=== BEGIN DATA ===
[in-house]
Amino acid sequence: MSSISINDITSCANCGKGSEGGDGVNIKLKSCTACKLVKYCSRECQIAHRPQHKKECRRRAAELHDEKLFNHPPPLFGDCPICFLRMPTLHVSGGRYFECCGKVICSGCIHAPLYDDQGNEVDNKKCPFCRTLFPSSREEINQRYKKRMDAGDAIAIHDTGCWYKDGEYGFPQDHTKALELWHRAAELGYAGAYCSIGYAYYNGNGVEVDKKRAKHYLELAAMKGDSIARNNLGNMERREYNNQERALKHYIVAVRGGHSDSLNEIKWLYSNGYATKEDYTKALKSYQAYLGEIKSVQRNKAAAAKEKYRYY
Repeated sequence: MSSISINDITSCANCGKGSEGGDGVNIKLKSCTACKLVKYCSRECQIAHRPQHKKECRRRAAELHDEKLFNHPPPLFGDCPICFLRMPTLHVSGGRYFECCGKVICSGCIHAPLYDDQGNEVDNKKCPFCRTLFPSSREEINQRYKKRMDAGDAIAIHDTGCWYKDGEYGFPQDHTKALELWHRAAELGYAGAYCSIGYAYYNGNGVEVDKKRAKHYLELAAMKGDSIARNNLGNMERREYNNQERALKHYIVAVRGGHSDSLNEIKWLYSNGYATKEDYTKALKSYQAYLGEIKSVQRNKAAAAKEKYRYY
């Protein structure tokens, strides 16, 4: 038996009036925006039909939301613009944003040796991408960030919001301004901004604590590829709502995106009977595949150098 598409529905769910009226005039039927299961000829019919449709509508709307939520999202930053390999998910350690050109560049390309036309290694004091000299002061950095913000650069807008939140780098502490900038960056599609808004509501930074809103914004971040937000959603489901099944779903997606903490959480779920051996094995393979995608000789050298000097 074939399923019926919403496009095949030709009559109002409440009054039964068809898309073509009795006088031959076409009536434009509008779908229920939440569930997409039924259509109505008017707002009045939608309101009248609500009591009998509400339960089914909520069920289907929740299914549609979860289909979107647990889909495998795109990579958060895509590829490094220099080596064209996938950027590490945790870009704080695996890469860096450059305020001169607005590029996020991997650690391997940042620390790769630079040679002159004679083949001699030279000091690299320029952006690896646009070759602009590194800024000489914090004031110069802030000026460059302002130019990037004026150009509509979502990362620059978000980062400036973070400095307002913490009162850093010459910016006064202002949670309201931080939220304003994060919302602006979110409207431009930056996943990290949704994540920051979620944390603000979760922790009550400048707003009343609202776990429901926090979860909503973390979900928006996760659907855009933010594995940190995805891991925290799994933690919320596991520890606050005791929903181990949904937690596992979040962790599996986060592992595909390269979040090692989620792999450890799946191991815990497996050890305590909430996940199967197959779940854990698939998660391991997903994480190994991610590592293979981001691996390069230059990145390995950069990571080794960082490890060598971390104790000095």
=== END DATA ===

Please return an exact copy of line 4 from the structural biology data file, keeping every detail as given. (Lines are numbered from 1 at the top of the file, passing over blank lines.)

């Protein structure tokens, strides 16, 4: 038996009036925006039909939301613009944003040796991408960030919001301004901004604590590829709502995106009977595949150098 598409529905769910009226005039039927299961000829019919449709509508709307939520999202930053390999998910350690050109560049390309036309290694004091000299002061950095913000650069807008939140780098502490900038960056599609808004509501930074809103914004971040937000959603489901099944779903997606903490959480779920051996094995393979995608000789050298000097 074939399923019926919403496009095949030709009559109002409440009054039964068809898309073509009795006088031959076409009536434009509008779908229920939440569930997409039924259509109505008017707002009045939608309101009248609500009591009998509400339960089914909520069920289907929740299914549609979860289909979107647990889909495998795109990579958060895509590829490094220099080596064209996938950027590490945790870009704080695996890469860096450059305020001169607005590029996020991997650690391997940042620390790769630079040679002159004679083949001699030279000091690299320029952006690896646009070759602009590194800024000489914090004031110069802030000026460059302002130019990037004026150009509509979502990362620059978000980062400036973070400095307002913490009162850093010459910016006064202002949670309201931080939220304003994060919302602006979110409207431009930056996943990290949704994540920051979620944390603000979760922790009550400048707003009343609202776990429901926090979860909503973390979900928006996760659907855009933010594995940190995805891991925290799994933690919320596991520890606050005791929903181990949904937690596992979040962790599996986060592992595909390269979040090692989620792999450890799946191991815990497996050890305590909430996940199967197959779940854990698939998660391991997903994480190994991610590592293979981001691996390069230059990145390995950069990571080794960082490890060598971390104790000095």